NotesFAQContact Us
Search Tips
Peer reviewed Peer reviewed
Direct linkDirect link
ERIC Number: EJ1001106
Record Type: Journal
Publication Date: 2013-Jun
Pages: 11
Abstractor: As Provided
Reference Count: N/A
ISSN: ISSN-0016-9013
Insights into the Experiences of Older Workers and Change: Through the Lens of Selection, Optimization, and Compensation
Unson, Christine; Richardson, Margaret
Gerontologist, v53 n3 p484-494 Jun 2013
Purpose: The study examined the barriers faced, the goals selected, and the optimization and compensation strategies of older workers in relation to career change. Method: Thirty open-ended interviews, 12 in the United States and 18 in New Zealand, were conducted, recorded, transcribed verbatim, and analyzed for themes. Results: Barriers to finding and maintaining work included task difficulty, problems with coworkers and management, lack of self-confidence, health/physical limitations, ageism, and stereotyping. Respondents' most frequently selected goals for a new career were the desire to help others, work satisfaction, and acquisition of learning. Seventy-five percent of respondents in paid employment had earning an income as a goal. Optimization strategies included drawing on past experience, assessing skills, seeking careers/organizations that fitted their values, and a willingness to accept lower pay or unpaid work. Attitudinal strategies included focus and persistence, optimism, and positive attitudes toward change. The compensation strategies reported were on-the-job training; help from coworkers, clients, or customers; friends and family social support; and professional networks. Management practices considered helpful were flexible work schedules, supervisors' patience, and formal recognition of the value of older workers. Conclusion: This qualitative study, using the SOC framework, showed that evaluating one's skills and values, being positive about change, and being part of a supportive work environment were key contributors to adaptive competence.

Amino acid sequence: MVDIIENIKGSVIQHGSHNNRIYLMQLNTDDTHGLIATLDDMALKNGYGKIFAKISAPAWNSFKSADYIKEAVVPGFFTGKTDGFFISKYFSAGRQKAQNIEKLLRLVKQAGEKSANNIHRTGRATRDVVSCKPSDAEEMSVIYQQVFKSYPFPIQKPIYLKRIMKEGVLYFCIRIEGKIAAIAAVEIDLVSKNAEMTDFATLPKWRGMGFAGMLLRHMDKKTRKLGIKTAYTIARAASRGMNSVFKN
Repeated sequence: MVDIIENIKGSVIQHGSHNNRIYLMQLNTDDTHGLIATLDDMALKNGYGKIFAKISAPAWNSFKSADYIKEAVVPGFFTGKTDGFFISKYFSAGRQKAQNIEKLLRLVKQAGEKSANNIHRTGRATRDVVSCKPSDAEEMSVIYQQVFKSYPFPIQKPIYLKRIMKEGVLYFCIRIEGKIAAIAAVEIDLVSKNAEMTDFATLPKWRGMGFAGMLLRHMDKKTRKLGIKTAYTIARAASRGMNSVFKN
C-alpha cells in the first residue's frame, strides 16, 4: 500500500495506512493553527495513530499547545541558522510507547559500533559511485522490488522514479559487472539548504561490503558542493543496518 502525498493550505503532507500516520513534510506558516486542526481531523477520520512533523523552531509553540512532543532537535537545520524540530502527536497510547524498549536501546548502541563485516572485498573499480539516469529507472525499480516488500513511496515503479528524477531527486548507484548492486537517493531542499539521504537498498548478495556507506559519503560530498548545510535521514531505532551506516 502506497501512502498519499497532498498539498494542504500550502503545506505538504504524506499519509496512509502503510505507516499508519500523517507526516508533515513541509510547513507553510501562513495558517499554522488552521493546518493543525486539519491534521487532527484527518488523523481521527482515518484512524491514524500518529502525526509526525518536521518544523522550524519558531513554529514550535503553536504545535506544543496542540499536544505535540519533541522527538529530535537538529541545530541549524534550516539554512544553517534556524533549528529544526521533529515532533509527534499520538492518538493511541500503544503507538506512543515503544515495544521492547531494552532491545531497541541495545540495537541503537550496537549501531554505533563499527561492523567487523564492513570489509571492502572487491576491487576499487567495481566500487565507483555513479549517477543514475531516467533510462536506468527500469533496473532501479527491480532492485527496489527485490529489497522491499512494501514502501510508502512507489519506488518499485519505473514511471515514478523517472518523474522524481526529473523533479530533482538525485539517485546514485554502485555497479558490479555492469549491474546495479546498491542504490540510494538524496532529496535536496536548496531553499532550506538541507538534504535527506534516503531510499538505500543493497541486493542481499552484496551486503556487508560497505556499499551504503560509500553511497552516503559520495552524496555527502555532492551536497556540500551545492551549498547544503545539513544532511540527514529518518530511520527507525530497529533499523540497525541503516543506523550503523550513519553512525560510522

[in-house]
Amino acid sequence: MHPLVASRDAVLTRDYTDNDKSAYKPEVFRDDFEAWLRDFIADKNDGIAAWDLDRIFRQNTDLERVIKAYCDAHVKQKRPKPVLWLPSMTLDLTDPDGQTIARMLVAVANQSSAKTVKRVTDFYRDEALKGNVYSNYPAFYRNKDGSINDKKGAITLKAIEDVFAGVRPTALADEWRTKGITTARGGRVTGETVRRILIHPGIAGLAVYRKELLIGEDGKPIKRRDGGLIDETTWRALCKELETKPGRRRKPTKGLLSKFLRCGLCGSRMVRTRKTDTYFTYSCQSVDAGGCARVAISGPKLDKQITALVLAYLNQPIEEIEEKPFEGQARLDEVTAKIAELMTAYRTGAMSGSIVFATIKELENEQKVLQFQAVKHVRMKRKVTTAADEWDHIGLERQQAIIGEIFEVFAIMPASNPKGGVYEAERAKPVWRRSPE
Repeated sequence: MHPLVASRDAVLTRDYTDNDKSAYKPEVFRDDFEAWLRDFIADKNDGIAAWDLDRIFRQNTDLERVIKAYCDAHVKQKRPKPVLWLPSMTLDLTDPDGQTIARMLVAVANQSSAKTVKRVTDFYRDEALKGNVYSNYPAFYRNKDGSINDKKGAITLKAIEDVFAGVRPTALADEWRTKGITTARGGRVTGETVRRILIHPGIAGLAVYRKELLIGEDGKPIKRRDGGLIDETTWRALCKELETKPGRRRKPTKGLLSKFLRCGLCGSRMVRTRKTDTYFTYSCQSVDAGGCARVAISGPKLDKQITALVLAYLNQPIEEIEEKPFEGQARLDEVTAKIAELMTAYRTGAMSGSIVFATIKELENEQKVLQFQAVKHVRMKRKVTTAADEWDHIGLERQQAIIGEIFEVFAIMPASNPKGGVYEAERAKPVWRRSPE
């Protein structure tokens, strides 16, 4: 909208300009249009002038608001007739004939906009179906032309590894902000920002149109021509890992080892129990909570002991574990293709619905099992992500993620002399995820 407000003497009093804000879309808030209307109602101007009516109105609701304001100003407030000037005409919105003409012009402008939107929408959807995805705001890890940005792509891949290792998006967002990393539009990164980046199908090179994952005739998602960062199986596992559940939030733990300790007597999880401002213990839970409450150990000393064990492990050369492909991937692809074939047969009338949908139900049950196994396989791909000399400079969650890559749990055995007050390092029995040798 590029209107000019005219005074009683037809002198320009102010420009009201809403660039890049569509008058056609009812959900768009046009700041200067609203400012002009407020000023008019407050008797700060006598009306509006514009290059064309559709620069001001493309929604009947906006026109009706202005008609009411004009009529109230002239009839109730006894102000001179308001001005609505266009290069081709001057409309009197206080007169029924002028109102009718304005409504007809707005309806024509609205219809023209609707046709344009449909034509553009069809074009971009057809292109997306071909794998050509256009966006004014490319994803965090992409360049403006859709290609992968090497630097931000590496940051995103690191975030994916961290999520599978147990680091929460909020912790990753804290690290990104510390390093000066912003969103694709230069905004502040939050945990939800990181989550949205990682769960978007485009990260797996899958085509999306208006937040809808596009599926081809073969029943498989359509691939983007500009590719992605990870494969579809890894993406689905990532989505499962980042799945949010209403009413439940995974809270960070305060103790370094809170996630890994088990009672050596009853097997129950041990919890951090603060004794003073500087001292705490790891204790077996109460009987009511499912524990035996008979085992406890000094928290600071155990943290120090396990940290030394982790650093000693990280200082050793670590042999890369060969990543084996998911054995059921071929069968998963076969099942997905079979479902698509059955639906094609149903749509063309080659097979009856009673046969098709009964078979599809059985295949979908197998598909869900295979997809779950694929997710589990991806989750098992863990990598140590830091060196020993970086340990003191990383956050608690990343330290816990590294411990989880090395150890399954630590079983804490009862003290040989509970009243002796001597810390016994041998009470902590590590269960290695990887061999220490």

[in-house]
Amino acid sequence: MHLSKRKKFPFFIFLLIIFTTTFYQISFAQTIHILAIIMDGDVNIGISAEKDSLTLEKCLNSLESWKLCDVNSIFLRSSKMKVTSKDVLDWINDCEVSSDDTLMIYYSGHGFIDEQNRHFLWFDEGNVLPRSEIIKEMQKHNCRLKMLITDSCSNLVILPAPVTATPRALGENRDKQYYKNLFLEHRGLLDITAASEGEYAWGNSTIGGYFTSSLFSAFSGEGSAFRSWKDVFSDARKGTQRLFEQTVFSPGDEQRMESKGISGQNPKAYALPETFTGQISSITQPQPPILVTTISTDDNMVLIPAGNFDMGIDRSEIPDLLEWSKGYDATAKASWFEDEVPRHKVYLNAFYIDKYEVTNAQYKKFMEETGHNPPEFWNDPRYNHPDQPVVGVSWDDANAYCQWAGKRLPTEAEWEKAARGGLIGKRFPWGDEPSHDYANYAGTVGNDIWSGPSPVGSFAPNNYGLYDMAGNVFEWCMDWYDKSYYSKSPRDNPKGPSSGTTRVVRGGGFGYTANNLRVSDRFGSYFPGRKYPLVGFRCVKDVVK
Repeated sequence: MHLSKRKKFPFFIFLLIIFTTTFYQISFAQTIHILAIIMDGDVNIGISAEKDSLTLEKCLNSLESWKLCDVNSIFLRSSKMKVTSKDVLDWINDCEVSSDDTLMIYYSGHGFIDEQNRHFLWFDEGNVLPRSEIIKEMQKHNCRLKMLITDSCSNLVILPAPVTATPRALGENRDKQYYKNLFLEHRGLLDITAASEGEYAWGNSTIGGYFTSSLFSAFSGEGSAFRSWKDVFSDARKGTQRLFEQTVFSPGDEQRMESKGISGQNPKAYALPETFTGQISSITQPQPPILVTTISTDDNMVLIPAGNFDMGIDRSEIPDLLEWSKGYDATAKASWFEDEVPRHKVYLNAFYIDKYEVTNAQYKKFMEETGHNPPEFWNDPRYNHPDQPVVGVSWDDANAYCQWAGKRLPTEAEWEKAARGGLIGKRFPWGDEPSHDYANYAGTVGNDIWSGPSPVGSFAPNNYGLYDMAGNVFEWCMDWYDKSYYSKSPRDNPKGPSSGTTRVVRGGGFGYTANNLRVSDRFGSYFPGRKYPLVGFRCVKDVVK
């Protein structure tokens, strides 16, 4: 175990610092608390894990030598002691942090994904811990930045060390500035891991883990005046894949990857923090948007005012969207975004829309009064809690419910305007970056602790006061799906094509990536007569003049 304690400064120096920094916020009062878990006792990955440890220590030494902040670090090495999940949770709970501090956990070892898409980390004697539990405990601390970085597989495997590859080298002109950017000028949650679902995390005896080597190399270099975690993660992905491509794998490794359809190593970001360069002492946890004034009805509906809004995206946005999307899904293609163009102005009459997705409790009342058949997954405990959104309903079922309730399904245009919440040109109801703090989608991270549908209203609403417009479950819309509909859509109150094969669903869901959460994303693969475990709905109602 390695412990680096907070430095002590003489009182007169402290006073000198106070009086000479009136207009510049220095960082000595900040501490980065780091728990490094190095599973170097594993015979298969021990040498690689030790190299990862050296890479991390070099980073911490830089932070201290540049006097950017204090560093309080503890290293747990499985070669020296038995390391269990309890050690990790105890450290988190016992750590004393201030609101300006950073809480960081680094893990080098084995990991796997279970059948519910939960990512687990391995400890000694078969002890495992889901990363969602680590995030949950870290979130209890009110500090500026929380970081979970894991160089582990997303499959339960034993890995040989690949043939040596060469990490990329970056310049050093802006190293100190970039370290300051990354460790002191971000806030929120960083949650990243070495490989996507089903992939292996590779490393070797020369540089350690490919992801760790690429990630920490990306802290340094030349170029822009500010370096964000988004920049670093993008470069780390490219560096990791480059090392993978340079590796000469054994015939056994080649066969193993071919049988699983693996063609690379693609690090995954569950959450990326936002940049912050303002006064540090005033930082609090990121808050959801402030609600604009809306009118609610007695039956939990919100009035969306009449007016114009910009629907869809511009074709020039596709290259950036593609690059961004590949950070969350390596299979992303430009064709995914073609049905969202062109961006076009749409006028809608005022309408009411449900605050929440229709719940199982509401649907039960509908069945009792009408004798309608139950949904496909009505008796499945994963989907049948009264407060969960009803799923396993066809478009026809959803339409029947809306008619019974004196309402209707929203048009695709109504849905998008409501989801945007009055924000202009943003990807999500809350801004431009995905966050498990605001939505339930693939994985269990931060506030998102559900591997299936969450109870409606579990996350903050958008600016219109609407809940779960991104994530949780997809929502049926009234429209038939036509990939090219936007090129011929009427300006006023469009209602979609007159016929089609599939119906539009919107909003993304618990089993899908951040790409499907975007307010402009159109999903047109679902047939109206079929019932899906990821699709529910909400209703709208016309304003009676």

Oxford University Press. Great Clarendon Street, Oxford, OX2 6DP, UK. Tel: +44-1865-353907; Fax: +44-1865-353485; e-mail:; Web site:
Publication Type: Journal Articles; Reports - Research
Education Level: N/A
Audience: N/A
Language: English
Sponsor: N/A
Authoring Institution: N/A
Identifiers - Location: New Zealand; United States